I had occasion to have a meal with friends over the weekend when I heard a phrase I’d never heard before. Its utterer was a farmer, a salt of the earth, say-it-like-it-is kind of guy, which is the best kind of guy to hear phrases from, I think. Here’s what he said:
“I knew she was nine miles of bad road when I met her.”
Understand, I love a good colloquialism. I use them all the time, even if I don’t know their origin. “The bee’s knees,” for instance. I don’t understand why that equates to a good thing, but I like it. I sort of understand “like a mule looking at a new gate,” but it took some time pondering it for me to get it, as I’ve never been around mules. Eventually I understood that a mule wouldn’t necessarily like a new gate being installed and would probably be somewhat dumbfounded by one.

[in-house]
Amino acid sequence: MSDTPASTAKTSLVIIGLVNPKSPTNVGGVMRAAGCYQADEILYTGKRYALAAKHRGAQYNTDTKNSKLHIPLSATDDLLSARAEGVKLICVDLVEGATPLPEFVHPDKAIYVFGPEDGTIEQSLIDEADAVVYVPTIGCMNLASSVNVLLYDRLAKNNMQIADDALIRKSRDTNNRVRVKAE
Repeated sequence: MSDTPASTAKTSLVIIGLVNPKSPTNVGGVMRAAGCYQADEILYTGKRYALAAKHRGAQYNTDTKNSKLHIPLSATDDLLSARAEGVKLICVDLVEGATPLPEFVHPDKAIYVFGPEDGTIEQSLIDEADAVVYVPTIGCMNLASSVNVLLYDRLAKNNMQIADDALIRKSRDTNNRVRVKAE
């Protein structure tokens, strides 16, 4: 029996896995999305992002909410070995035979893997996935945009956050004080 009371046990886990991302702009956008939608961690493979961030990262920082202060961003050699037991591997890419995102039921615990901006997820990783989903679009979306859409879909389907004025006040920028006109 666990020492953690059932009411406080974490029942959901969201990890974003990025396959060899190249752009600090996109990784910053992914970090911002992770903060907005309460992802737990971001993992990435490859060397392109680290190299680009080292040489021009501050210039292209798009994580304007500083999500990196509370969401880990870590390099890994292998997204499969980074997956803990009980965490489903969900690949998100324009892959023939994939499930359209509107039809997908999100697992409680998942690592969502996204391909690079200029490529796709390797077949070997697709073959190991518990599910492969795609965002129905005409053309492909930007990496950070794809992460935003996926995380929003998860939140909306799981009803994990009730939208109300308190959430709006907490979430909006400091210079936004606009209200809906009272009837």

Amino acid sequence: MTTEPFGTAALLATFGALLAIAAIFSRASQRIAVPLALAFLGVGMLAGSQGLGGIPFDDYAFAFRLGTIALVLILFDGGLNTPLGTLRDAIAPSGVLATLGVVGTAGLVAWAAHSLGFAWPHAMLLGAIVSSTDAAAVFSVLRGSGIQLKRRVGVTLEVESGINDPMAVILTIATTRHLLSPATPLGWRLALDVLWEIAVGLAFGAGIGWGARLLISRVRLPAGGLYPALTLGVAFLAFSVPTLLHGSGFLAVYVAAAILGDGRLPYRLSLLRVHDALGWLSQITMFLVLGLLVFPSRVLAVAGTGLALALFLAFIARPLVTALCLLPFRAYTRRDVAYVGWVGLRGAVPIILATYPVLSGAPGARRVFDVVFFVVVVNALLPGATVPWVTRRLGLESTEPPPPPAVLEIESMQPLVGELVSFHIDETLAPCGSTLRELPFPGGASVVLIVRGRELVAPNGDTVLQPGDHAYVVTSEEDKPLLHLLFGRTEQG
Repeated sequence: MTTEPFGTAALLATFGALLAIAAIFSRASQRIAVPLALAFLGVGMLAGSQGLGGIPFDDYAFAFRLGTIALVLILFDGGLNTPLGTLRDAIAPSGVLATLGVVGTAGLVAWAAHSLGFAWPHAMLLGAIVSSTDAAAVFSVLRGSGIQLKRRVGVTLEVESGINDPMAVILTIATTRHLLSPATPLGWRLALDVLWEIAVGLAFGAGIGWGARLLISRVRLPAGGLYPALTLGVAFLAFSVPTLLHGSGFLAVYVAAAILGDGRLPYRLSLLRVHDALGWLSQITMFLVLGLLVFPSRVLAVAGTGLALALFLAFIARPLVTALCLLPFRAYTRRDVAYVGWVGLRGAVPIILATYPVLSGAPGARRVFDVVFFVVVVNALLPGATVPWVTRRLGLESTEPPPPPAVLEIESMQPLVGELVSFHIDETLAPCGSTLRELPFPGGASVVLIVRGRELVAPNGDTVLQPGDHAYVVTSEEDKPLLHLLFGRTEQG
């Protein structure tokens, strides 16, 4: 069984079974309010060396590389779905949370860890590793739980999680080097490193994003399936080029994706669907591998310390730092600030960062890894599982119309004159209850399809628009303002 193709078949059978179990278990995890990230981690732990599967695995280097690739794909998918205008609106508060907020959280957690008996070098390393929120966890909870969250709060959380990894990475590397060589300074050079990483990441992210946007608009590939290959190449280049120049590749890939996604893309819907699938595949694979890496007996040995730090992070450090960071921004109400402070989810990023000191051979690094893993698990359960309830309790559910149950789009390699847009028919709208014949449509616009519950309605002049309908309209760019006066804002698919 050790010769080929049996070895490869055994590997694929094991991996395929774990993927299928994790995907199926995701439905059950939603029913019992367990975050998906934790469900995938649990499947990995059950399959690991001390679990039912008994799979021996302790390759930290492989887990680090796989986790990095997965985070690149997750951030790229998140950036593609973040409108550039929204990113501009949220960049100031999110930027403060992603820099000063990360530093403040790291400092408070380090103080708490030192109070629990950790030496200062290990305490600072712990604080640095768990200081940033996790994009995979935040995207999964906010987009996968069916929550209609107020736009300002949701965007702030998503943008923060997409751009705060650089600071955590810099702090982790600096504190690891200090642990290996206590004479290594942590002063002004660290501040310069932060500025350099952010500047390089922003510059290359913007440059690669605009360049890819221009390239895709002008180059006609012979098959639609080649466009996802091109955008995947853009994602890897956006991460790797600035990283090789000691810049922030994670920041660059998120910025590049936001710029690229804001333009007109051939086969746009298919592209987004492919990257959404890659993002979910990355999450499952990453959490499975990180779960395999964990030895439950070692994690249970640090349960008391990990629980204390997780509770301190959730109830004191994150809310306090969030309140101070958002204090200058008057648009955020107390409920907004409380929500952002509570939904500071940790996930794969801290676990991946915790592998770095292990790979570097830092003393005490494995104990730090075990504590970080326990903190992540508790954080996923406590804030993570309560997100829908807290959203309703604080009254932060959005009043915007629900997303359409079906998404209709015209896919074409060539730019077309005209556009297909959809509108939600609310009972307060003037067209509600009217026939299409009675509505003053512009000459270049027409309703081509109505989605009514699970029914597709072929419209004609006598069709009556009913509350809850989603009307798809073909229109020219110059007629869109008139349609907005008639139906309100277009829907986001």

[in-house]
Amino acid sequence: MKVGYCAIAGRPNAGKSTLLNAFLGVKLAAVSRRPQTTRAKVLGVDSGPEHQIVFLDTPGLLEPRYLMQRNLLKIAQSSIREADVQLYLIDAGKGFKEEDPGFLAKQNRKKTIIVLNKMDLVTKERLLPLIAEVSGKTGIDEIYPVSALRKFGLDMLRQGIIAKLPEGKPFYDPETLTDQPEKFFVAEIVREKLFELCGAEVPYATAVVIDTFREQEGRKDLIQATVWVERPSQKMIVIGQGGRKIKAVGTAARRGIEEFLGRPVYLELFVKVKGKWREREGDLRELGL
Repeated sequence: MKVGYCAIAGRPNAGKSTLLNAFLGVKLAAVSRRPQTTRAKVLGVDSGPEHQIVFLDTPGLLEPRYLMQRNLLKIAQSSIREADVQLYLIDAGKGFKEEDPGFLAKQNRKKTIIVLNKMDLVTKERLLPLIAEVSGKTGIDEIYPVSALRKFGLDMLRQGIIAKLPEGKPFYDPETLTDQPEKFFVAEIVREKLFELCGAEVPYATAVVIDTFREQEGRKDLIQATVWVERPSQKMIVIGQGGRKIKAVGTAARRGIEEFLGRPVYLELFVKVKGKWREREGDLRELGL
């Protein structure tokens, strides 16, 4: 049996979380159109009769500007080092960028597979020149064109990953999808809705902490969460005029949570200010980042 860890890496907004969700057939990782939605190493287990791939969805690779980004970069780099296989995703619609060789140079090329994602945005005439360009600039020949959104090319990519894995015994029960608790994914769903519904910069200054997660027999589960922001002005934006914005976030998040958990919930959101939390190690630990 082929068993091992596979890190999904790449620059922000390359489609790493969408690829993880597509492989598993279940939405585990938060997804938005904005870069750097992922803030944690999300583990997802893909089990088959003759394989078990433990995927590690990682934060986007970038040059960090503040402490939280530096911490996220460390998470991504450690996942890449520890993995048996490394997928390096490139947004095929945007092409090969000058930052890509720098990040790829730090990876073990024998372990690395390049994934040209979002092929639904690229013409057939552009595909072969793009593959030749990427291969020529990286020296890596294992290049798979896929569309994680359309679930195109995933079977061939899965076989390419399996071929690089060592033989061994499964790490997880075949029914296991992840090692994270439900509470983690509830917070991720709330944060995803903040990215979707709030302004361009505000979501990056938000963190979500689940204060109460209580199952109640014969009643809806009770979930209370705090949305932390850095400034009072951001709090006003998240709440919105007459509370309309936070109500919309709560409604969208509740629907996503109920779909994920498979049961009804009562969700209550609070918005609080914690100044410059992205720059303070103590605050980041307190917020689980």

But I got “nine miles of bad road” instantly. It’s such a great word picture! You ever driven on a bad road? You feel every pothole and bump. You wince as you feel the damage your car is taking. You have to drive much slower than usual and you don’t feel like you’ve got the control of your vehicle that you normally would. Every bounce, drop, and noise add up to frustration and irritation that lasts long after you’re off that road. “This should be fixed!” you think. If there’s something worse than driving on a bad road, it’s driving on nine miles of it.
None of the rest of us had heard the phrase before, but we all agreed it was a good one. Just not one you’d want applied to you.